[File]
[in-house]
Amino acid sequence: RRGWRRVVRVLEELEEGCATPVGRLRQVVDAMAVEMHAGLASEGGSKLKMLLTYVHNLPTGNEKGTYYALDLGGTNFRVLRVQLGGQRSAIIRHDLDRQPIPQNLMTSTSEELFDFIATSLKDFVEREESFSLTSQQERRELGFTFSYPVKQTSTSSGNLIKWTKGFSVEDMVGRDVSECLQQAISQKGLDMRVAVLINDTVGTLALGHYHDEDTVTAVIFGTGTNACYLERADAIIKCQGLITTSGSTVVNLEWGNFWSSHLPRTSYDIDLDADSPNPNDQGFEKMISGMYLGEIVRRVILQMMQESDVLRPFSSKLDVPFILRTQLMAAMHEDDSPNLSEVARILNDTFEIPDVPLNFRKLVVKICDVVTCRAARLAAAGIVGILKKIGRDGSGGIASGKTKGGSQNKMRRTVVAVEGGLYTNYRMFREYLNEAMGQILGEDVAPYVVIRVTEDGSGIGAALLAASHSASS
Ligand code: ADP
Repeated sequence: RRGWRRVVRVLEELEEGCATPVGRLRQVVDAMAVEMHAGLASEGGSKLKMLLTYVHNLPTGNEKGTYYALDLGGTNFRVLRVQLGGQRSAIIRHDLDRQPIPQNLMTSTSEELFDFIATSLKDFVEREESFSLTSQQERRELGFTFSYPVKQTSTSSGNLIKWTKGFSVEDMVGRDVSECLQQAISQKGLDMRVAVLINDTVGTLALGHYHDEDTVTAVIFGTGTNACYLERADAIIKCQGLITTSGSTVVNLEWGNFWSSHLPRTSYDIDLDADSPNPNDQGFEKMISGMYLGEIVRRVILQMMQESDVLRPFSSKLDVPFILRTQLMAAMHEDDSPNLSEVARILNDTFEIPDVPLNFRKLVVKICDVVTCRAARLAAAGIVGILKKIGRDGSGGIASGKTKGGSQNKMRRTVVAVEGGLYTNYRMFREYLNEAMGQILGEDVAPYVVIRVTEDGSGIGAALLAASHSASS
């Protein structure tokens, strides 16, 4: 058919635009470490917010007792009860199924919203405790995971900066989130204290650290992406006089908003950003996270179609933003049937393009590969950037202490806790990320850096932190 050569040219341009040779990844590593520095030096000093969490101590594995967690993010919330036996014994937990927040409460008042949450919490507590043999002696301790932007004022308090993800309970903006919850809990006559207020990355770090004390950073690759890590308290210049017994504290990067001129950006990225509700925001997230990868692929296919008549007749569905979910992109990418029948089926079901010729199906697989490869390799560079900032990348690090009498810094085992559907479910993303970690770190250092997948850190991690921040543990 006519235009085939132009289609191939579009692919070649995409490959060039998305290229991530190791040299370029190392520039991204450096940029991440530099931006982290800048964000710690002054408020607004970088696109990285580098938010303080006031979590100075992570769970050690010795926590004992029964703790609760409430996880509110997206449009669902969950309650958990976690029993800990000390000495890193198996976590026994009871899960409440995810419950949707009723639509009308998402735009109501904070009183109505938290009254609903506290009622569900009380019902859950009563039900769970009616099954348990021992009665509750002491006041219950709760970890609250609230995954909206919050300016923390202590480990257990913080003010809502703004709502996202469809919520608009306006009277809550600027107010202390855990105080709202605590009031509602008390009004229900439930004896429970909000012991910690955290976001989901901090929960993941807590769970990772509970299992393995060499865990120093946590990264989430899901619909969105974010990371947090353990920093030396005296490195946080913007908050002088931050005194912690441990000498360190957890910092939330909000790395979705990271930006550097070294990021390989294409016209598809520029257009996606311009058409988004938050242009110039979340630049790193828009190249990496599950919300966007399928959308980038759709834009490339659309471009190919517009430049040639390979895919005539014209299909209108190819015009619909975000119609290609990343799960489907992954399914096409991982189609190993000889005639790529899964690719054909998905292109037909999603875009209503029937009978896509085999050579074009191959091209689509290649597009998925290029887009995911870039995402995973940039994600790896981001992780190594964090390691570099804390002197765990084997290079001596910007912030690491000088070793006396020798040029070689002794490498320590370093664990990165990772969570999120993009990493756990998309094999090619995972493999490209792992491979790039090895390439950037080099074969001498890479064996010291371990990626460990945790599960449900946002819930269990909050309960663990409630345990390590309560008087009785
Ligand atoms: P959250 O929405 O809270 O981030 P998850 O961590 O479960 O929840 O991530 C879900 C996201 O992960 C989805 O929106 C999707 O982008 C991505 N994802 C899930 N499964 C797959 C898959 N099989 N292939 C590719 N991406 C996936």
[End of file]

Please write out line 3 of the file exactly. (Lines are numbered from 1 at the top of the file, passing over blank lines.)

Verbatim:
Ligand code: ADP